Kentucky Unjustly Terminates Parental Rights For Federal Money by Valarie Honeycutt Spears

© 2006 Lexington Herald Leader

Reproduced under the Fair Use exception of 17 USC § 107 for noncommercial, nonprofit, and educational use.


 

| EJF Home | Find Help | Join the EJF | Comments? | Get EJF newsletter |

 

| Families And Marriage Book | Abstract | Family site map | Family index |

 

| Chapter 8 — Child "Protective" Services —Who's Minding The Minders? |

| Next — Child Welfare Costing Illinois Taxpayer's Millions by Elaine Hopkins |

| Back — But What About the Children? by Llewellyn H. Rockwell, Jr. |


 

Foster child adoption push investigated

April 16, 2006 — Kentucky's inspector general is investigating complaints that some state child protection officials are using foster children as "bartering items" in an adoption push that a recent report equated to the "black-market selling of children."

Veteran state social workers and other professionals who work with vulnerable families allege that, under federal pressure to increase the number of Kentucky foster children who are adopted, some administrators in the Cabinet for Health and Family Services are inappropriately recommending to courts that the rights of biological parents be terminated.

In January, 2006, the Louisville-based National Institute on Children, Youth and Families Inc. and the Kentucky Youth Advocates released a report titled The Other Kentucky Lottery (PDF) that raised concerns about expedited or "quick trigger" foster care adoptions.

Cabinet Inspector General Robert J. Benvenuti III says an intensive investigation into the allegations has been under way since January and could result in both administrative actions and criminal prosecutions.

At the same time, judges, social workers, biological parents and advocates — typically intimidated by confidentiality laws — are speaking out about how a well-conceived federal idea to prevent children from languishing in foster care has increasingly led to "quick trigger" adoptions, in which children are separated from their parents too quickly or without evidence to justify the removal.

"There are complaints that some supervisors and workers are unwilling to listen, complaints about the arrogance of power," said David Richart, executive director of the National Institute on Children, Youth and Families. "I suspect this is happening in other states. We appear to be one of the first groups to identify this as a problem."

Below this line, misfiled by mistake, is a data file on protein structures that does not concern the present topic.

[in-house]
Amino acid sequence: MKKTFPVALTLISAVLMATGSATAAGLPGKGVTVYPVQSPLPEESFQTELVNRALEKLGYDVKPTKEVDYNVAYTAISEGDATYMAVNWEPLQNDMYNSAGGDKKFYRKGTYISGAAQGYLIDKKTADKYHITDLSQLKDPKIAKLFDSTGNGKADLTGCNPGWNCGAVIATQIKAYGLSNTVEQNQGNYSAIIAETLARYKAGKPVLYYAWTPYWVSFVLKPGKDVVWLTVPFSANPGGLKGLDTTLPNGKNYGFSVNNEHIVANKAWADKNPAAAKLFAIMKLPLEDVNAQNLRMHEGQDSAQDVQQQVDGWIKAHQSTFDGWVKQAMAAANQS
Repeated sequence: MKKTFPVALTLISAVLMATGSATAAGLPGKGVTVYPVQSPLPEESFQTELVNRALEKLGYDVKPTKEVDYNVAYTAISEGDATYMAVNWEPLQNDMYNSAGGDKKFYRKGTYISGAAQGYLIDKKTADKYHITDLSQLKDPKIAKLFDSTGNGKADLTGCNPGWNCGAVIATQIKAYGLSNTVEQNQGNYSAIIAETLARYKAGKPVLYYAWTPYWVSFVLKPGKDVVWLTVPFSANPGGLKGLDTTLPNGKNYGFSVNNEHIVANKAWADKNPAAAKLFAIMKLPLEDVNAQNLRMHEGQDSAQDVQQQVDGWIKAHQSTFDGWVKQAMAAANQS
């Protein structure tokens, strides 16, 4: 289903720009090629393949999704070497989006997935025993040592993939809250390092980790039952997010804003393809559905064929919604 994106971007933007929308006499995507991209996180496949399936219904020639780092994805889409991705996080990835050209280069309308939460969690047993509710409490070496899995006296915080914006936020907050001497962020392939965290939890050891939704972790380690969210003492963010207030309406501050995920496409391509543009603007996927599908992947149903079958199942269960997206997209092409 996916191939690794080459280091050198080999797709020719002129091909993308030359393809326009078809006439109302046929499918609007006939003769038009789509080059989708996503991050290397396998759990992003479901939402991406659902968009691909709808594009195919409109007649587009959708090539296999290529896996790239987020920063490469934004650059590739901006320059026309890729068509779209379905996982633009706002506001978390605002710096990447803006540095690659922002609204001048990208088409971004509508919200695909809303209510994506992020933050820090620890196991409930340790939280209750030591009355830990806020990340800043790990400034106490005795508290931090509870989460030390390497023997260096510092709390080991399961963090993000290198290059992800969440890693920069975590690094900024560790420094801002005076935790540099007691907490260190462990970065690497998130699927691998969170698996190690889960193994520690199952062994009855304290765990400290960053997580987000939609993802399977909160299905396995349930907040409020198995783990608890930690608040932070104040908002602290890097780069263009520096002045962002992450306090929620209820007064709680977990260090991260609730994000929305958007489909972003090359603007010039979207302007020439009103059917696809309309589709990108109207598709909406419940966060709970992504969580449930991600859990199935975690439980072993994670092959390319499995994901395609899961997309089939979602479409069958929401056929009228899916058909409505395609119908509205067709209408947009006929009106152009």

The number of children moved from state foster care to adoption in Kentucky increased from 384 in 1999 to 902 in 2005. That resulted in $1 million in bonus money paid to the state in 2004 under a federal program designed to encourage states to move more children into adoptive families. The state gets paid a bonus of $4,000 for each child that is adopted out, more if it's a special needs child.

Critics of the adoption system say the incentive money motivates the state to quickly — sometimes carelessly — shift children into adoptive homes. A whistleblower lawsuit filed last fall by a fired state social worker alleges that the Cabinet stands to lose millions if it fails to meet time frames set by the federal government.

Federal and Cabinet officials, such as adoption services branch manager Mike Grimes, defend the movement to find children permanent homes more quickly and say that a judge must approve any Cabinet recommendation.

Grimes denied that incentive money is motivating premature terminations of parental rights. He said the state pays out more in subsidies to adoptive parents of special needs children than it receives in federal bonuses.

Tom Emberton Jr., commissioner of the Department for Community Based Services, which oversees foster care adoptions, said he requested the Inspector General investigation of the allegations. So far, Emberton said, he has seen no evidence of quick-triggering adoptions.